We’re all artists, right? Well yes. We create art. But maybe we are the real art. I saw someone on the internet expounding this idea, and I think it makes sense. So let’s talk about building a music career around your personality, not just music.
You are the art
Technology has evolved so far that today anyone can write a memorable song or a cool beat. And thanks to the Internet, we realized that there are so many really good songwriters, performers and producers.
So how do you stand out among the masses? One way is to see yourself as art, not music. You are the creation that fans are interested in.
It’s all about your history and your human experience. People like your music, yes. They listen because they like it. Sometimes music can have a deep emotional impact on people.
But the fans stay close because of you. They watch your life unfold and watch you live it through your music.
A guy from TikTok expressed the idea that artists are art, and gave an example of an unnamed YouTuber. According to the survey, about 91% of the fan base of this YouTuber said that they watch the video because of the YouTuber, and if this YouTuber transfers the channel to someone else, these fans will stop watching.
Your creation matters more when people know its creator. Your song has a bigger impact when people know who wrote it and what they’ve been through. Art is art, because the artist is the real art.
How to build a music career around your personality
You don’t have to be a super energetic, funny, charismatic person. As long as you remain yourself, there will be people who resonate with your authentic personality. And you don’t want to put on an image just so that the fans eventually realize that this is not who you are.
So there are actually two great things you can do to share your music and build a music career around yourself and your personality…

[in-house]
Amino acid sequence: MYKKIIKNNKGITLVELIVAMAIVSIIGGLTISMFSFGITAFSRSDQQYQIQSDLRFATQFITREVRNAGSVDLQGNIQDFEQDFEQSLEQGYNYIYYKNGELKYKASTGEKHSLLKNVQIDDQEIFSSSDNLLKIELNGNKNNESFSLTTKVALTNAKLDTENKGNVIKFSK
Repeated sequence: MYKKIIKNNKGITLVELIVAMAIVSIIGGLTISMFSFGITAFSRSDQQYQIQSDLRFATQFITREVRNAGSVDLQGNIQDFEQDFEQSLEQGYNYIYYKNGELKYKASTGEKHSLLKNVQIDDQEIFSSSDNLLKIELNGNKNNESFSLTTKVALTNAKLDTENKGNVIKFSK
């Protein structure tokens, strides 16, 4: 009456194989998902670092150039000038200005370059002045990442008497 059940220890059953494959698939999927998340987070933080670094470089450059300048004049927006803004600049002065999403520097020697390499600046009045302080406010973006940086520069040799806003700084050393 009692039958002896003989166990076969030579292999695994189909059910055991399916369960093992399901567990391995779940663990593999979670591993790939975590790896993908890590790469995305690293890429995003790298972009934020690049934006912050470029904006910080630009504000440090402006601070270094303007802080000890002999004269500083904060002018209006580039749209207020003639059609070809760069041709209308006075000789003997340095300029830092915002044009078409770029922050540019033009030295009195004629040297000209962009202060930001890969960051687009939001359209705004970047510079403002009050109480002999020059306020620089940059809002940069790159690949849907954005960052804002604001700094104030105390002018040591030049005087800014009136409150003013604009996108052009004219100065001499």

Share your story (even if it’s scary)
A person recognizes a person. We resonate with authentic stories of human experience, so you need to share your life story. You don’t need to include every detail, and I wouldn’t recommend you to do that. Some things are meant only for you and the closest people in your life.
But sharing your story is especially important if the part of your story you’re sharing is in your songs.
For example, I grew up an evangelical Christian, but then witnessed how these beliefs crumble in adulthood. Then I released a whole album, which I wrote during this time, and told the backstory. It was scary to be so vulnerable, but I don’t regret anything. To this day, these songs collect the most comments, messages and emails that I have received from any release.
And I’m not saying that you should share your story just for the likes and streams. You create art and share it in the hope that it will resonate with others and help them. But your songs will have a greater impact if you tell the story of their appearance.
Focus on building a community
You don’t create subscribers so much as you are a community. In other words, it’s a group of people who love your music and care about you because you shared your story.
Therefore, respond to every comment, message and letter. Depending on the size of your audience, this may take a long time. But it’s worth it.
Very often, when I respond to someone’s comment on social networks, they like my comment and/or respond to it, and then subscribe to me. People want to be seen, so look at them. Pay attention to the people who keep popping up in your comments section, in your inbox, and those who share your music.
Three Ways to Create a Community around yourself
There are three ways to develop communication and community: a list of email addresses, a list of text messages and Discord.
List of email addresses
Creating an email list is a way for you and your fans to communicate directly with each other. And, despite what many artists think, having a list of email addresses is not outdated. According to music marketing experts in my comments, people are still interacting with emails from artists.
Personally, I use MailerLite, but you can also try MailChimp, ConvertKit or Klaviyo.
SMS marketing is when fans allow you to send them text messages. It can be a great way to connect with fans, and it feels more personal because it’s texting. I used SimpleTexting, which cost about $25 a month, but you can also check out ClickSend ($0.02 per message) and TextMagic ($0.04 per message). If you can find an email marketing platform that also offers SMS marketing, that might work too.
Discord is a great place where you can really feel like a part of the community. Fans can see what other fans are saying about your music and what questions they are asking. You can create your own server (i.e. a group) for free and start promoting it among your fans via email and SMS.
No matter how you build a music career, remember: you are a work of art, so share a piece of yourself.